The disc has two English 5.1 tracks; the primary in DTS HD Master Audio, and the back-up in Dolby Digital. The soundtrack is fairly expansive, with music and effects spreading across the whole sound-field. Dialog is fairly clean and linked to the screen, without being overly dominant. In fact, the dialog might be recorded at a slightly lower than typical level, making a default headphone-stereo output not as clear as it could be. Sound effects range from the delicate and subtle, to the loud, prominent, and shocking, with some healthy low-frequency extension. Again, with perhaps the less heavy-handed approach to sound-mixing, this soundtrack comes across as quite pleasant and engaging.

    The Extras
    The disc includes a fairly extensive set of Standard Definition extras, totalling to about 90 minutes of content.

    The film’s trailer, running 1.41, and preserving the 2.35:1 aspect ratio.

    Behind the Scenes Footage: 19.26 of material culled from a camera-man on the set. While edited, sometimes showing rehearsals, and then several different takes, there is no narration or other explanation as to what is happening, or explicit on-set interviews. This is quite literally, behind the scenes footage. This is 16x9 material. Audio is on-camera sound, cut with the video cuts. Brave, I think.

    A Making Of featurette, running 23.30. A much more conventional piece, with production shots, finished film shots, on-set interviews, and publicity interviews. Full 16x9 frame.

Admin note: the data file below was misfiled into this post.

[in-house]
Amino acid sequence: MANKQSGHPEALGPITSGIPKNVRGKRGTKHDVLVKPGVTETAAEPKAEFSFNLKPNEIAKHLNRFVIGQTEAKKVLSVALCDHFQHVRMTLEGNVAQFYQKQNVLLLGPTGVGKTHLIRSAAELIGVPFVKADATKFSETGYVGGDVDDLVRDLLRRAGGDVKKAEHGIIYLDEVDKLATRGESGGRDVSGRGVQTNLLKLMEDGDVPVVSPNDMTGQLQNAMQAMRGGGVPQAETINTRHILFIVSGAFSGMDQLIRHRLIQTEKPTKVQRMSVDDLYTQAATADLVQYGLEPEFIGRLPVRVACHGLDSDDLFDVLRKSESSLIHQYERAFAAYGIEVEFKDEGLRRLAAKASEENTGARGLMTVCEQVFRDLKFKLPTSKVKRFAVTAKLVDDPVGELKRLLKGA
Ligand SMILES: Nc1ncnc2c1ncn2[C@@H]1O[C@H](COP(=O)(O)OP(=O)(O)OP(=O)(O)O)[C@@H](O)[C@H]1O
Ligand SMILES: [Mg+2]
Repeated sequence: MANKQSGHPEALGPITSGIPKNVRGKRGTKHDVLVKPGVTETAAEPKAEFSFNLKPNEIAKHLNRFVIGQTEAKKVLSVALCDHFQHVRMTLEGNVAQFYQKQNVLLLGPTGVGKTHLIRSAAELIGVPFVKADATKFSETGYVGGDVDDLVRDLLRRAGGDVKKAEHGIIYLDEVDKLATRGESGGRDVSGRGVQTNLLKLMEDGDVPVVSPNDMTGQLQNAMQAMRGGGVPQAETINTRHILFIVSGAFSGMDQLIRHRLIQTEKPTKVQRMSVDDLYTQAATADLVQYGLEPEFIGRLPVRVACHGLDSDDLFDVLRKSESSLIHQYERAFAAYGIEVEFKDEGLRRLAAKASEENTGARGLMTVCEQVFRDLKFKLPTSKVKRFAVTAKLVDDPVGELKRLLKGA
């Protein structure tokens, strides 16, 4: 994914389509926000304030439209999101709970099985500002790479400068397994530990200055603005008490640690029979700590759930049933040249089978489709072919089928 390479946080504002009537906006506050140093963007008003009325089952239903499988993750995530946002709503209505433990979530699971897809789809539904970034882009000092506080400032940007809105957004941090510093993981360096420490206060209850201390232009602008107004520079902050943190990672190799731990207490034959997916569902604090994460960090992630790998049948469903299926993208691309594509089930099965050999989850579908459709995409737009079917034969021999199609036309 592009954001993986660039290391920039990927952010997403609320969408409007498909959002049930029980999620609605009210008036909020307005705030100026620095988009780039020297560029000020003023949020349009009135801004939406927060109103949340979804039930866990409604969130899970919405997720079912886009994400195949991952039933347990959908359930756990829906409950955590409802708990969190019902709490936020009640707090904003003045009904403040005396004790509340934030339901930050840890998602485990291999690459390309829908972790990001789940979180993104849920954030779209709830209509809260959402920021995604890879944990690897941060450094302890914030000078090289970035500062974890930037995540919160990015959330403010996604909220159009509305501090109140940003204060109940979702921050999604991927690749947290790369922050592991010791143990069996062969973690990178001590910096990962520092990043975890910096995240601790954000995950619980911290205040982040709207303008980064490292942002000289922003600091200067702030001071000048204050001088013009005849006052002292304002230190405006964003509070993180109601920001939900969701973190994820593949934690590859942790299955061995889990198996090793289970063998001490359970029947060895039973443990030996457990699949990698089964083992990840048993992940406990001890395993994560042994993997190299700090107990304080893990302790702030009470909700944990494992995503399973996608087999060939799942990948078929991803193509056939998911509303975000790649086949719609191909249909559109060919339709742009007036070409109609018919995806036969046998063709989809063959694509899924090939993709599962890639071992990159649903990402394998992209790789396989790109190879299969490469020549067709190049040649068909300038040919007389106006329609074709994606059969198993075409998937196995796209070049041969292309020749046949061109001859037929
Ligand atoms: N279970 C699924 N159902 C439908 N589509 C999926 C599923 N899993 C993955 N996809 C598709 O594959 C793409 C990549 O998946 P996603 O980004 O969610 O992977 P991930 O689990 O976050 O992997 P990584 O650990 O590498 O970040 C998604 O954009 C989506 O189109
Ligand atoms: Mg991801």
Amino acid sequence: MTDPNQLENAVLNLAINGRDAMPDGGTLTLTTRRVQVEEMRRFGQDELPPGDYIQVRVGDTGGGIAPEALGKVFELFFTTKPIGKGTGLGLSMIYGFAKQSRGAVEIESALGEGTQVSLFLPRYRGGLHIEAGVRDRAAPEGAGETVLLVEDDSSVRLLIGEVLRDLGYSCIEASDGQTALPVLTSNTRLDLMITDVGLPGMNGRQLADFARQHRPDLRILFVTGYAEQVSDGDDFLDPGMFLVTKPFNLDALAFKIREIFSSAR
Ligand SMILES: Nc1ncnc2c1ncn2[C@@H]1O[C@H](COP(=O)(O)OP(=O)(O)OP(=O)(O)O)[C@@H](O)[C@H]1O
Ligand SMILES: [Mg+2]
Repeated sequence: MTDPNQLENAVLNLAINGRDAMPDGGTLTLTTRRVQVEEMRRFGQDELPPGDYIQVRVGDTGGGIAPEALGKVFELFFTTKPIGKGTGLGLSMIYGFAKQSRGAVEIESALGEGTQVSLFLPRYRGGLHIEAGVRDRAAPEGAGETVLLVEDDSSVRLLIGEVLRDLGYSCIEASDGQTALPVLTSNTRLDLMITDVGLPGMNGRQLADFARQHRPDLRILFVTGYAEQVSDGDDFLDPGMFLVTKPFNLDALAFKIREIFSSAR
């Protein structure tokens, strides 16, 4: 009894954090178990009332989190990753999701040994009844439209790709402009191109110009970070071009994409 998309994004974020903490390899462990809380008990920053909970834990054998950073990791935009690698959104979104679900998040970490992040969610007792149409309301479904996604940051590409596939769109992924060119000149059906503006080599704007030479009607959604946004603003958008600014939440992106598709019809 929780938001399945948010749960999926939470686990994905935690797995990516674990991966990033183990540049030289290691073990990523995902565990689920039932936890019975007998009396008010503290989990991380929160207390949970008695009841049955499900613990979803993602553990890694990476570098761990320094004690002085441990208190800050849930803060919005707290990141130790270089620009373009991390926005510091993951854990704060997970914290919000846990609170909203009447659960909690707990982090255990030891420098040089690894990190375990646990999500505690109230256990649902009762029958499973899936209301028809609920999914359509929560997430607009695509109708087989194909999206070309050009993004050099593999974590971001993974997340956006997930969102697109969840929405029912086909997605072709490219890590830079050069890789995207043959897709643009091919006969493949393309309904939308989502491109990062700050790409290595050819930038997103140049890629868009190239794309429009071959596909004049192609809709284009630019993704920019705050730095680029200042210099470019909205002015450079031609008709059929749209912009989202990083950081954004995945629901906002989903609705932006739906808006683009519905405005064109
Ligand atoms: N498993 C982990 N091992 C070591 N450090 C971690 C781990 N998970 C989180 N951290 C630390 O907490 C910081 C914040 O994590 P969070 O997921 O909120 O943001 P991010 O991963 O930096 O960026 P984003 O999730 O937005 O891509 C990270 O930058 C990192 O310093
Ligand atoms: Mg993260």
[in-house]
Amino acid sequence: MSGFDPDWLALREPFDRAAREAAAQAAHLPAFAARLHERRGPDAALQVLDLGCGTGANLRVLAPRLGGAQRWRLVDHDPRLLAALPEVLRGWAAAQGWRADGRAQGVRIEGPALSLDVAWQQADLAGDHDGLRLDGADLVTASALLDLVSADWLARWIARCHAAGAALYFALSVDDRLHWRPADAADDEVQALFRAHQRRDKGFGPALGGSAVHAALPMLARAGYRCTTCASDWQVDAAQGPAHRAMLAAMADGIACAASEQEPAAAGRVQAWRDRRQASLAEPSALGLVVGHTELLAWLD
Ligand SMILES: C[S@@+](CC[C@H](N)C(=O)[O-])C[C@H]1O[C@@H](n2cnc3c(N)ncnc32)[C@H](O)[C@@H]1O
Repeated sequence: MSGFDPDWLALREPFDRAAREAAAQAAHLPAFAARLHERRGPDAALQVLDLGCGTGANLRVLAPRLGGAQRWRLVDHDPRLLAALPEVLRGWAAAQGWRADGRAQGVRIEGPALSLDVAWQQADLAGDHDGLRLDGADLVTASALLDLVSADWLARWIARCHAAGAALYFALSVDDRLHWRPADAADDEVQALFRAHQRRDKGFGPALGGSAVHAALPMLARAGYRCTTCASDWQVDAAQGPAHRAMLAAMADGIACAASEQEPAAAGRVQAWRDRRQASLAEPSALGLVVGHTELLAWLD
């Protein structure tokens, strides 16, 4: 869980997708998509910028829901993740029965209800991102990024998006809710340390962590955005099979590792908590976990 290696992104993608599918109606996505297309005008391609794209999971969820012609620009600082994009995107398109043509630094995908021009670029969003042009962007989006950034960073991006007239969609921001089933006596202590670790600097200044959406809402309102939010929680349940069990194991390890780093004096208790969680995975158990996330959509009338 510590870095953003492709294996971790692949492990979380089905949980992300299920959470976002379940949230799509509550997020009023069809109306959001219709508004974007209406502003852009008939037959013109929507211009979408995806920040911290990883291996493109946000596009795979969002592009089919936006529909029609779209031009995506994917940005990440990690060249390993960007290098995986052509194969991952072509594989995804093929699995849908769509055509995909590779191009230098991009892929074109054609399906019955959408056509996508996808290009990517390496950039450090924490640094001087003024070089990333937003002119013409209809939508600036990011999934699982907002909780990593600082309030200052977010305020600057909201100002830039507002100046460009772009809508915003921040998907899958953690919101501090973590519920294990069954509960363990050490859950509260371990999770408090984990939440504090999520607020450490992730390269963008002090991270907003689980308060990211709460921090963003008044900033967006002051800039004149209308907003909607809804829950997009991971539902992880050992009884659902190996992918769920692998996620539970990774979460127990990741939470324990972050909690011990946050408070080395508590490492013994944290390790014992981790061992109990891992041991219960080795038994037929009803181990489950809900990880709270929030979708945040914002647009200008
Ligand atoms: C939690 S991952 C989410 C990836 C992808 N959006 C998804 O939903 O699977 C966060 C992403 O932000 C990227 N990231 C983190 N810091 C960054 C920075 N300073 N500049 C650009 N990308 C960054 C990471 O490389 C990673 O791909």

Cast Interviews, running 32.28. These are slated shots suited for inserting after local talent ‘ask’ the questions. Interviewees include Dakota Blue Richards, Natascha McElhone, Tim Curry, Ioan Gruffudd, Augustus Prew, and Juliet Stevenson.

    And about nine deleted scenes, running about 11.19. These are letterboxed 4x3 aspect, full-frame with frame-codes in the unprotected full aperture film. Audio here is on-set audio with music.

    In The End — ••••
    I rather enjoyed this film. I look forward to seeing it — again — in a larger setting with others in my family. (Many of us, I admit, have something of a soft spot for well written Young Adult books, and well made Young Adult films.) While it is targeted to ‘the younger set,’ it is not excessively mercantile, annoying, cloying, or gratuitous. And it provides a case for how a contemporary film can be filled with good story-telling, nice cinematography, and exotic costumes, without being filled with bad language, extreme violence, corpses everywhere, and all sorts of things like that.

    Overall, recommended.